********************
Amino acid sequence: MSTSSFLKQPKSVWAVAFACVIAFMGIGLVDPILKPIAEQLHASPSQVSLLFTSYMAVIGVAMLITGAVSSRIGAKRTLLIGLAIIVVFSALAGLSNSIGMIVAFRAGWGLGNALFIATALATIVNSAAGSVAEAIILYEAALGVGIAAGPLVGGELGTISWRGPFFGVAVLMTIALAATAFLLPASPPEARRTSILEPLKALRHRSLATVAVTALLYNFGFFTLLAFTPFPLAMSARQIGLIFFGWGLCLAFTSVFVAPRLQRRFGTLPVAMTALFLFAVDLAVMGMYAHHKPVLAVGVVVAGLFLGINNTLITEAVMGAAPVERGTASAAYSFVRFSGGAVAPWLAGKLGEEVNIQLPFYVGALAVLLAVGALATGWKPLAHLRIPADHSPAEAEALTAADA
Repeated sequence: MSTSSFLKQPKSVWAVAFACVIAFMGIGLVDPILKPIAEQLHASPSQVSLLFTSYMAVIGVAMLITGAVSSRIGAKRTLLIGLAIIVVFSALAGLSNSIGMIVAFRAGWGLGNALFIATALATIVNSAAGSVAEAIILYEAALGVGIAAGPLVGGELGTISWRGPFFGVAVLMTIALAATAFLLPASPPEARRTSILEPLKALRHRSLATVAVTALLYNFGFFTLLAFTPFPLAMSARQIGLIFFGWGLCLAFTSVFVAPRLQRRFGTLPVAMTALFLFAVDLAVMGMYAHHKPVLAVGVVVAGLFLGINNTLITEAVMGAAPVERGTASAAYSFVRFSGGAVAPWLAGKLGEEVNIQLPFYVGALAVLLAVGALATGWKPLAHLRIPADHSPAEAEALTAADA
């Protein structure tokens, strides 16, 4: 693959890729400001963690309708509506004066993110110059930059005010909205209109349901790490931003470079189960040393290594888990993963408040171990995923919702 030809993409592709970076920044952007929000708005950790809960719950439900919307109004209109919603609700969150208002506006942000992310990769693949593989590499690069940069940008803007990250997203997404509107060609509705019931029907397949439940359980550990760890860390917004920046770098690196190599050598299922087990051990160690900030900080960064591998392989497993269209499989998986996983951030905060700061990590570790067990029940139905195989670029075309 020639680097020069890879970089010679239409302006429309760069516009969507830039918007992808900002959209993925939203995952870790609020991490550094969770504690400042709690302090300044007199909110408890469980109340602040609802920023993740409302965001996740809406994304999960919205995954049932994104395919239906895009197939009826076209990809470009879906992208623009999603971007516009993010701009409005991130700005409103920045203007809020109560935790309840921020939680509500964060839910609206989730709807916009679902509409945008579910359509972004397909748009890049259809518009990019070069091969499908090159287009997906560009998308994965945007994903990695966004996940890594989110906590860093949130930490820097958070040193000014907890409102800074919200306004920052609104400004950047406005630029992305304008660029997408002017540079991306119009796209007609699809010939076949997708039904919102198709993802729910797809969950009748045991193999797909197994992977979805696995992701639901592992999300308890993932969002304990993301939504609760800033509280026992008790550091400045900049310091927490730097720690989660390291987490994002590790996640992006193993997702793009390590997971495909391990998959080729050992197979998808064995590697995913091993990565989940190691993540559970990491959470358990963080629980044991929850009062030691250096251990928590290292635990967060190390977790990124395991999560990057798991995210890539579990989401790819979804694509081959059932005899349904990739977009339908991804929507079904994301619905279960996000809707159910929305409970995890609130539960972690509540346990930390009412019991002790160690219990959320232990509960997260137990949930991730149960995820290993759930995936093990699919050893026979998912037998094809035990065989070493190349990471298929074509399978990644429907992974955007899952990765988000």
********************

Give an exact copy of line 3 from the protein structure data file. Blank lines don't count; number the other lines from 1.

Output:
């Protein structure tokens, strides 16, 4: 693959890729400001963690309708509506004066993110110059930059005010909205209109349901790490931003470079189960040393290594888990993963408040171990995923919702 030809993409592709970076920044952007929000708005950790809960719950439900919307109004209109919603609700969150208002506006942000992310990769693949593989590499690069940069940008803007990250997203997404509107060609509705019931029907397949439940359980550990760890860390917004920046770098690196190599050598299922087990051990160690900030900080960064591998392989497993269209499989998986996983951030905060700061990590570790067990029940139905195989670029075309 020639680097020069890879970089010679239409302006429309760069516009969507830039918007992808900002959209993925939203995952870790609020991490550094969770504690400042709690302090300044007199909110408890469980109340602040609802920023993740409302965001996740809406994304999960919205995954049932994104395919239906895009197939009826076209990809470009879906992208623009999603971007516009993010701009409005991130700005409103920045203007809020109560935790309840921020939680509500964060839910609206989730709807916009679902509409945008579910359509972004397909748009890049259809518009990019070069091969499908090159287009997906560009998308994965945007994903990695966004996940890594989110906590860093949130930490820097958070040193000014907890409102800074919200306004920052609104400004950047406005630029992305304008660029997408002017540079991306119009796209007609699809010939076949997708039904919102198709993802729910797809969950009748045991193999797909197994992977979805696995992701639901592992999300308890993932969002304990993301939504609760800033509280026992008790550091400045900049310091927490730097720690989660390291987490994002590790996640992006193993997702793009390590997971495909391990998959080729050992197979998808064995590697995913091993990565989940190691993540559970990491959470358990963080629980044991929850009062030691250096251990928590290292635990967060190390977790990124395991999560990057798991995210890539579990989401790819979804694509081959059932005899349904990739977009339908991804929507079904994301619905279960996000809707159910929305409970995890609130539960972690509540346990930390009412019991002790160690219990959320232990509960997260137990949930991730149960995820290993759930995936093990699919050893026979998912037998094809035990065989070493190349990471298929074509399978990644429907992974955007899952990765988000």